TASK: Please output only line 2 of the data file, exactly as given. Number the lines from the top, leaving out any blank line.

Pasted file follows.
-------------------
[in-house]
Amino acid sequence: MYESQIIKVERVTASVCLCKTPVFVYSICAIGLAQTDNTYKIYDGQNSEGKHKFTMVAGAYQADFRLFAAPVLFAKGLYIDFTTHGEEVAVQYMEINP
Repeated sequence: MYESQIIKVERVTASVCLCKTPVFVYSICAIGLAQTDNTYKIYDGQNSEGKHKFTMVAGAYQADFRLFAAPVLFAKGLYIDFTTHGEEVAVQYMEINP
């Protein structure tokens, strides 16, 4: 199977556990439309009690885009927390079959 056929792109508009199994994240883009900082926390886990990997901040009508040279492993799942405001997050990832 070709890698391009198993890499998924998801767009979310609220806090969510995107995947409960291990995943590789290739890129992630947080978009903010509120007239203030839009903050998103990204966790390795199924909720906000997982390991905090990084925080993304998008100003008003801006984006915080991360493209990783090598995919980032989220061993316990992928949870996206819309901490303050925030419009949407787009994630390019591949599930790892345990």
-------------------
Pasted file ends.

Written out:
Amino acid sequence: MYESQIIKVERVTASVCLCKTPVFVYSICAIGLAQTDNTYKIYDGQNSEGKHKFTMVAGAYQADFRLFAAPVLFAKGLYIDFTTHGEEVAVQYMEINP